In a context where I am reading more and more about ownership of our own data and self-hosting as a possible means of reclaiming digital identity, Keith Harmon set a interesting and intriguing scene over on his blog:
As a complex system myself, I self-organize and endure only to the degree that I can sustain the flows of energy (think food) and information (think EL 3.0) through me. The cloud is primarily about flows of information, and the assumption I hear in Stephen’s discussion is that I, an individual, should be able to control that flow of information rather than some other person or group (say, Facebook) and that I should be able to control the flow of information both into and out of me. I find this idea of self-control, or self-organization, problematic—mostly because it is not absolute. As far as I know, only black holes absolutely command their own spaces, taking in whatever energy and information they like and giving out nothing (well, almost nothing—seems that even black holes may not be absolute).Source
Keith provides a deeper insight into his perspective and extends an invite to his readers to journey with him outside, where he likes to think about these kind of discussions.
It helps me to walk outside for discussions such as this, so come with me into my backyard for a moment. The day is cool and sunny, so I’m soaking in lots of energy from sunlight. I’ve had a great breakfast, so more energy. I’ve read all the posts about the cloud in the #el30 feed, so I have lots of information. Of course, I’m pulling in petabytes of data from my backyard, though I’m conscious of only a small bit. Even with the bright light, I can see only a sliver of the available bandwidth. I hear only a little of what is here, and I certainly don’t hear the cosmic background radiation, the echo of the big bang that is still resonating throughout the universe. I’m awash in energy and information. I always have been. Furthermore, I can absorb and process only a bit (pun intended) of the data and energy streams flowing around me, and very little of this absorption is my choice. Yes, if the Sun is too bright, I can go back inside, put on more clothing, or put on sunscreen, but really, what have I to do about the flow of energy from the Sun?Source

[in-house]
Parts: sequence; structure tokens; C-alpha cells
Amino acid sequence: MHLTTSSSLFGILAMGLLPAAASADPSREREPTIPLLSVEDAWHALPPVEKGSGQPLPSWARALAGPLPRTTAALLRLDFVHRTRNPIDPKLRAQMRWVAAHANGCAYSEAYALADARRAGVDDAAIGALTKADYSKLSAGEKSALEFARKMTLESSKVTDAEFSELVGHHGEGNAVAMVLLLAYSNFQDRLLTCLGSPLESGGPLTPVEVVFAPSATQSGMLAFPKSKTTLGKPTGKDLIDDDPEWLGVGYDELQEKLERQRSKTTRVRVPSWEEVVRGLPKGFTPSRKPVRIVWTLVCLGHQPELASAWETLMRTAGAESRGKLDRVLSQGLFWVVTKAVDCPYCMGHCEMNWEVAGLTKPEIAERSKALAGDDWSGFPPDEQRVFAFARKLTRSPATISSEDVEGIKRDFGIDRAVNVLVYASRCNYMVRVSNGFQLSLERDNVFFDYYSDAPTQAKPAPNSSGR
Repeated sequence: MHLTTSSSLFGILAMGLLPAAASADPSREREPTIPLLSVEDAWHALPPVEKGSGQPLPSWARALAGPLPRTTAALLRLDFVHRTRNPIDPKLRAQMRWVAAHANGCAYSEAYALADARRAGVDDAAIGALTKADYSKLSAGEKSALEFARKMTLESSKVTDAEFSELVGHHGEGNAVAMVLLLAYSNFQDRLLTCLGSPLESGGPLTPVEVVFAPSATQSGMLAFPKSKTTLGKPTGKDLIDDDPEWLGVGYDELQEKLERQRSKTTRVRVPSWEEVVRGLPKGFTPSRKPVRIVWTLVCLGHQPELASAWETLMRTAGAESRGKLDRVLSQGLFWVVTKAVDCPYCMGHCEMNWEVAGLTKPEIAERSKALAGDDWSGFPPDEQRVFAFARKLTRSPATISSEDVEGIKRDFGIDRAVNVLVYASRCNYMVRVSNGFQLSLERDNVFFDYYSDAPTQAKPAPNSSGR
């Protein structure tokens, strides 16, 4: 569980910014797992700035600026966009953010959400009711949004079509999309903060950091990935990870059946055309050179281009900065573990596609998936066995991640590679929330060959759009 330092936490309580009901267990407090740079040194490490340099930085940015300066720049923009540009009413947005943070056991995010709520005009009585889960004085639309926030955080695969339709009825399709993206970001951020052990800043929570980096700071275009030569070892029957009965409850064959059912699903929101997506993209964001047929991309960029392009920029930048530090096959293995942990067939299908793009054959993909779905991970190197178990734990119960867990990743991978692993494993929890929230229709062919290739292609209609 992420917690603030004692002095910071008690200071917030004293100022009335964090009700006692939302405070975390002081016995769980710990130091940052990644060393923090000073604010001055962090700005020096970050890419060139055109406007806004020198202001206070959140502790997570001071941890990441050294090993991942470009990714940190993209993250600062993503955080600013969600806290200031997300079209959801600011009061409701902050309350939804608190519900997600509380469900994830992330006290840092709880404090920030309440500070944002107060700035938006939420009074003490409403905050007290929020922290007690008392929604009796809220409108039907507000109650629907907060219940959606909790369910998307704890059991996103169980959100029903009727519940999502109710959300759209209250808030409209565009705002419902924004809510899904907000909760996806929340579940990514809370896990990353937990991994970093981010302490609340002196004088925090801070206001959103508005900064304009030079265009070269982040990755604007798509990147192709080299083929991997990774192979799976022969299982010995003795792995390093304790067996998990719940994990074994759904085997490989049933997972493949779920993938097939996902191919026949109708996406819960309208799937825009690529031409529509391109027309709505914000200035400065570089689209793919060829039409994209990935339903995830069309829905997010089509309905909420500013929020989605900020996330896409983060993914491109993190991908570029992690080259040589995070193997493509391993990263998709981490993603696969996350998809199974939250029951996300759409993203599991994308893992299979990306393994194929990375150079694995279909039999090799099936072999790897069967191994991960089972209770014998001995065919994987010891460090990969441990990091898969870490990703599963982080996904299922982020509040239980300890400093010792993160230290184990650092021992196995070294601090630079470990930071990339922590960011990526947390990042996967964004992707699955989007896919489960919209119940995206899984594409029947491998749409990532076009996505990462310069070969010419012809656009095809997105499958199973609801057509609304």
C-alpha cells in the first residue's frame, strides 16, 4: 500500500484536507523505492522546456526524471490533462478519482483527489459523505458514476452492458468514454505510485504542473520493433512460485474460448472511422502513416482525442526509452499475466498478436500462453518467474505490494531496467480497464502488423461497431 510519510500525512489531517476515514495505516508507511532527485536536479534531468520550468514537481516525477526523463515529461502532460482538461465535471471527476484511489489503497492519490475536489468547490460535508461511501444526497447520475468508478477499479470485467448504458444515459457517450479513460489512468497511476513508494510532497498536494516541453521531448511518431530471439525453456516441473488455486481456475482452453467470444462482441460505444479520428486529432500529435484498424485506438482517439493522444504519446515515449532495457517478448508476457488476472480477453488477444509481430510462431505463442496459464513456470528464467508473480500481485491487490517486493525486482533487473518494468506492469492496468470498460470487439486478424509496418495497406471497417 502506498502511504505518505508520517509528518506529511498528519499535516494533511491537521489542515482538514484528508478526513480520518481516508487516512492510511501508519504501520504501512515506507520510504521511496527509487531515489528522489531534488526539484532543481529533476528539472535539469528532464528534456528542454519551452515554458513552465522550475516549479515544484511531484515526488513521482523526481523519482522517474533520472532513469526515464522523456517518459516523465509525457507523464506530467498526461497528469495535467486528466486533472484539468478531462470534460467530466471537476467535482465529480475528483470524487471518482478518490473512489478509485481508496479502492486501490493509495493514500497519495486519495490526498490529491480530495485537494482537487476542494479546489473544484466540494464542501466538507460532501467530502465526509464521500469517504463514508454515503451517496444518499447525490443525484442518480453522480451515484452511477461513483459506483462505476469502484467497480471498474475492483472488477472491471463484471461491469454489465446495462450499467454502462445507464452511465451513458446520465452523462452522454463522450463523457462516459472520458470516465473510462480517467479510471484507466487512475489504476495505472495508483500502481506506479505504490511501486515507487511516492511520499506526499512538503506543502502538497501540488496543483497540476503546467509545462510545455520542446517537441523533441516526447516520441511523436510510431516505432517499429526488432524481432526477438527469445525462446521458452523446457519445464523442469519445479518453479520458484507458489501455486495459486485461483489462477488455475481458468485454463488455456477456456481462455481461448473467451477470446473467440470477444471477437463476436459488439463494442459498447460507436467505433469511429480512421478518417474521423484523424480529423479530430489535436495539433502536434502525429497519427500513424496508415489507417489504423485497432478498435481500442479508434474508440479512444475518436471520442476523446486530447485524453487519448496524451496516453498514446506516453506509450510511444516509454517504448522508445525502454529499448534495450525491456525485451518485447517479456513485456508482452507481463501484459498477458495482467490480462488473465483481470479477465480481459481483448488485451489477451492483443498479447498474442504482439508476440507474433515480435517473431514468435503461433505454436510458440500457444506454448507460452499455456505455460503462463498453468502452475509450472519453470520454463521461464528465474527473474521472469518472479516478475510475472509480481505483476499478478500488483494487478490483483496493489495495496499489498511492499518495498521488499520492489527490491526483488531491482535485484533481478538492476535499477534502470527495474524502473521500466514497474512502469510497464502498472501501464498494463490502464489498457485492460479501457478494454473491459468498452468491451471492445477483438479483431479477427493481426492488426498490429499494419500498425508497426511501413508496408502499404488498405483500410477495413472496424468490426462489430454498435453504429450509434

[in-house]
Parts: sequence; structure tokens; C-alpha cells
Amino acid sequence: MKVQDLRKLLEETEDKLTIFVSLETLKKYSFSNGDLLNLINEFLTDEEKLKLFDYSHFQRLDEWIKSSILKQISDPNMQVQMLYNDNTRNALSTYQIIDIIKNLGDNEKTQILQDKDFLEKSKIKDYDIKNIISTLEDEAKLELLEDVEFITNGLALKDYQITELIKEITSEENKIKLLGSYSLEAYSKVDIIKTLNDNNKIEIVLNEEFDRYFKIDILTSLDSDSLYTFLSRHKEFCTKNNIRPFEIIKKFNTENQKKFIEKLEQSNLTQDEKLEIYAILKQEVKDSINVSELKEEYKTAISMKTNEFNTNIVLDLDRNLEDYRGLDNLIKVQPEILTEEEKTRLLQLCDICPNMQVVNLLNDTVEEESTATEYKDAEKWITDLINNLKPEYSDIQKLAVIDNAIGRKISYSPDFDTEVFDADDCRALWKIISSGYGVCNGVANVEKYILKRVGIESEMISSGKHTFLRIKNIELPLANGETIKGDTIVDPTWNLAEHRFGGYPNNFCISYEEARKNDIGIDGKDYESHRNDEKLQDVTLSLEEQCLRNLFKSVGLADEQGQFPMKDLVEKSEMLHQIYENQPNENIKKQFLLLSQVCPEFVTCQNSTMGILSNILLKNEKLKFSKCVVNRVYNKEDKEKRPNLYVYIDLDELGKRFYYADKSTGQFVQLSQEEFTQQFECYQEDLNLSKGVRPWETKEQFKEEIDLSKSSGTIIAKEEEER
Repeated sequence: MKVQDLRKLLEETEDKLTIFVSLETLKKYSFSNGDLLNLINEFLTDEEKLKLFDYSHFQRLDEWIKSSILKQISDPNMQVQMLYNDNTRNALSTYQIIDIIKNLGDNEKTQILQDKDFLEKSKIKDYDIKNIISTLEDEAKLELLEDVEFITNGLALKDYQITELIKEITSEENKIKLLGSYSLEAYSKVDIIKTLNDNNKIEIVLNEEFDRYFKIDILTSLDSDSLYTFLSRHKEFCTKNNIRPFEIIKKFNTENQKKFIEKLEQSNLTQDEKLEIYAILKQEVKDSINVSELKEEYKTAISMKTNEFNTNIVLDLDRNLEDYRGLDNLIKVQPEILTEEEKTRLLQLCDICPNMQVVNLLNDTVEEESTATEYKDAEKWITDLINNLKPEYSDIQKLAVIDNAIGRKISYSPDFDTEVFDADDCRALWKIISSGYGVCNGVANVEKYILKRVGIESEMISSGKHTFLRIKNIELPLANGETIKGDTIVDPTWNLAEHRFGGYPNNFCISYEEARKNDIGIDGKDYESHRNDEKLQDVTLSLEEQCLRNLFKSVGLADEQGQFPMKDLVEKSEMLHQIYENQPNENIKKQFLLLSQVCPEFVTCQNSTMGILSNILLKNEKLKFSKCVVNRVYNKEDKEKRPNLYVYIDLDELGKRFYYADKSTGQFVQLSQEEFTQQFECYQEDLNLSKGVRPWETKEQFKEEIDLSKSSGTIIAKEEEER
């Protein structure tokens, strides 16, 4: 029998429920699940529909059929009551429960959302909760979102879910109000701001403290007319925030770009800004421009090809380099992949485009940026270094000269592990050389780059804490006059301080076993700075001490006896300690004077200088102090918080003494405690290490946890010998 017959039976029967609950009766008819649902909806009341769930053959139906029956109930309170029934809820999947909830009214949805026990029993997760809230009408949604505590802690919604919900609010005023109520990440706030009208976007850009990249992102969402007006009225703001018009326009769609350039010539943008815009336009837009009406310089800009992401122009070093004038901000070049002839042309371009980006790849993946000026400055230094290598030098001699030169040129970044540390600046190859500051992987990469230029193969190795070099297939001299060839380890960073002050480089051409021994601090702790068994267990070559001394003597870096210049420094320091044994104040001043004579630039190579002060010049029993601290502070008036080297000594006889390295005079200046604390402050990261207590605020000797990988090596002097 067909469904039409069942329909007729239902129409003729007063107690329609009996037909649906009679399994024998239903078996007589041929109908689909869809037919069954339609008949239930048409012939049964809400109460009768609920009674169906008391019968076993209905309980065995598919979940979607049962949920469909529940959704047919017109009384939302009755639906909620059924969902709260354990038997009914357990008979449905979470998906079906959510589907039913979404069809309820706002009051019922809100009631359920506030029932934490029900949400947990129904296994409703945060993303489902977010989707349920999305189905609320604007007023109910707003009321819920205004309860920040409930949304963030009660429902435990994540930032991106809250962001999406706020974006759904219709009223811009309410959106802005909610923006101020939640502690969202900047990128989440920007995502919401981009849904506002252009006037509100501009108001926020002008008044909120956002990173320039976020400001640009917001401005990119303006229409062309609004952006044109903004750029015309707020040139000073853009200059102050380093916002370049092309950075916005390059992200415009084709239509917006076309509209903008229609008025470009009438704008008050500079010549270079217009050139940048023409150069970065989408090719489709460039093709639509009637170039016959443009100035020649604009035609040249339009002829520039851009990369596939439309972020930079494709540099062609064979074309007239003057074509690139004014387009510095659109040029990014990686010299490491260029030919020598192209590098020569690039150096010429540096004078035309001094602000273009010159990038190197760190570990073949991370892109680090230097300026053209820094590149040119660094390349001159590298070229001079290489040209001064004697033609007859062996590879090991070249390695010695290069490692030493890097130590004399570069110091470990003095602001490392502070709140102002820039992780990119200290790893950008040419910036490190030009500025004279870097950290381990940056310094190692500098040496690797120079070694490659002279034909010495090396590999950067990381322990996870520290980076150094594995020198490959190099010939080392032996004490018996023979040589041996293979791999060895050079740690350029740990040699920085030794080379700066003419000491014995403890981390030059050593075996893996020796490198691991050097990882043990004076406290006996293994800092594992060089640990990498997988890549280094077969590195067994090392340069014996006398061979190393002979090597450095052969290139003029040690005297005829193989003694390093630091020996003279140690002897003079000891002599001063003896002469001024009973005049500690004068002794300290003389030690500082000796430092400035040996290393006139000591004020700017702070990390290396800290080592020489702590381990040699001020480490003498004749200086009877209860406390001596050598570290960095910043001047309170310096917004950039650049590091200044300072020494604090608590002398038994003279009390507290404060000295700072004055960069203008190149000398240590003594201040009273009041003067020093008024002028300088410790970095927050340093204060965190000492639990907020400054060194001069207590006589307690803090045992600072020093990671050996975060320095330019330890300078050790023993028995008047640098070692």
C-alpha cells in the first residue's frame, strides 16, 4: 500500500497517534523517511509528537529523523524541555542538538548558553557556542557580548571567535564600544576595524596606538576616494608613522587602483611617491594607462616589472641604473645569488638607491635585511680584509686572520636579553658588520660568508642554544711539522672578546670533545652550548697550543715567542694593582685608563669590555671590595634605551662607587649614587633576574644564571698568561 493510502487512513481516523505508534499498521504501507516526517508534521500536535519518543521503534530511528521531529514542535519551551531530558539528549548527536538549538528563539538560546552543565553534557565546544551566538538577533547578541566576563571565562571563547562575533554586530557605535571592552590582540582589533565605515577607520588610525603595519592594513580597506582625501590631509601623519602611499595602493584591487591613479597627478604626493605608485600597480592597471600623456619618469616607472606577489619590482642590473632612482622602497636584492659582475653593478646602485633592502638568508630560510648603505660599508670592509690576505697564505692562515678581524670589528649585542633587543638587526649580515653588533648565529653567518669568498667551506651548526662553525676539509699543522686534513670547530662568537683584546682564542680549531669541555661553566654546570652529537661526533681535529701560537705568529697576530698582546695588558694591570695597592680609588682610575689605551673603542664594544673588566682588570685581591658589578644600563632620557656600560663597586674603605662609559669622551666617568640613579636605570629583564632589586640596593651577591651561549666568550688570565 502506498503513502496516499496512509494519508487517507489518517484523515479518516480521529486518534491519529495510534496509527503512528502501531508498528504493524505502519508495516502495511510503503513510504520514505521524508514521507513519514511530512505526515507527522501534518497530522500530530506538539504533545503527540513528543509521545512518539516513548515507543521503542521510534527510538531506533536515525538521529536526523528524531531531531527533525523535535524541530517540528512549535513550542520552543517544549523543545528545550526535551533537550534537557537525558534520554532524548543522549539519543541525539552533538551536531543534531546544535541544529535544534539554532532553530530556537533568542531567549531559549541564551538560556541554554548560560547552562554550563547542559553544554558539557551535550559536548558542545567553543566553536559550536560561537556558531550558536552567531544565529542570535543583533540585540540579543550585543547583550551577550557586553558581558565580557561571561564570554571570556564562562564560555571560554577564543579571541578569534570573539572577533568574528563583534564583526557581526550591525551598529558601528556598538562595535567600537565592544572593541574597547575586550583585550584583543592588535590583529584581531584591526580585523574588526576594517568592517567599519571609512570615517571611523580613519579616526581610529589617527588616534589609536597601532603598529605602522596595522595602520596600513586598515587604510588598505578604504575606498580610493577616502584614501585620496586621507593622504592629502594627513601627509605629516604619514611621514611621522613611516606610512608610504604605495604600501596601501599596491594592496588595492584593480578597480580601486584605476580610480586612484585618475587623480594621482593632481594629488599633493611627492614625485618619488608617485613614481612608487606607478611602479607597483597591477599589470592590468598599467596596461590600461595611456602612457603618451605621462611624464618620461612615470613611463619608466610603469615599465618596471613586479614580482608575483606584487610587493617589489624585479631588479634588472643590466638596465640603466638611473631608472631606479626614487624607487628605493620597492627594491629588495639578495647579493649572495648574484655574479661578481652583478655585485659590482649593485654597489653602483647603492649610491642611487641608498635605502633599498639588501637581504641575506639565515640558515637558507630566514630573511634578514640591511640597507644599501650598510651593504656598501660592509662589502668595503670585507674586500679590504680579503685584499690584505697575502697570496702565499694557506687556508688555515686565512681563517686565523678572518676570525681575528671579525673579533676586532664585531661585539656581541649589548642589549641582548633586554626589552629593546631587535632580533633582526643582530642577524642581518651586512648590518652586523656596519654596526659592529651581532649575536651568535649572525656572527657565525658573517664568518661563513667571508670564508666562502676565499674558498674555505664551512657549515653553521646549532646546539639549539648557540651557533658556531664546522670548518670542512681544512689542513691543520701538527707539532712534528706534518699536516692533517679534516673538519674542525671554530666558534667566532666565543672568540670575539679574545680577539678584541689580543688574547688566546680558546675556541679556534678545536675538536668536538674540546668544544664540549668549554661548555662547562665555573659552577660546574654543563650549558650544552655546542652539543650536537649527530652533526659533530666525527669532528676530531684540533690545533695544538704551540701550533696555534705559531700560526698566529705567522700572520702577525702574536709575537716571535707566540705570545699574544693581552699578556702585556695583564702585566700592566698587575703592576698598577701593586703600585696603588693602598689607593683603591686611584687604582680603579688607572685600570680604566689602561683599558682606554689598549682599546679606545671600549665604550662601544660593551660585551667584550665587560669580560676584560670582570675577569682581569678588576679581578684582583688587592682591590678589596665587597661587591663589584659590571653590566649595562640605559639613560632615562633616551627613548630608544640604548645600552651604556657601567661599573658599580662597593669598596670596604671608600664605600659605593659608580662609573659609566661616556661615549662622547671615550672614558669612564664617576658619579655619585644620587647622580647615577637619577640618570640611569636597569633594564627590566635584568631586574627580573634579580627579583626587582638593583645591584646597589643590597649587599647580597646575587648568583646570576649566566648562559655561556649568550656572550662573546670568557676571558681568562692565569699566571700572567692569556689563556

I’m going to take some time to mull over thoughts of being
truly able to control the flow of information both into and out of me. It’s an intriguing question.
If anyone is seeking to implement Jupyter Notebooks into their practice, Tony has authored a resource entitled “Getting Started With Jupyter Notebooks for Teaching and Learning”, which might be useful.
If you’d like to test-drive Jupyter for yourself you can do so at
If your HEI provides Microsoft O365, your credentials should be able to log you into notebooks.azure.com to run notebooks from.
Google also offer a notebook environment at colab.research.google.com which includes integrated storage within Drive.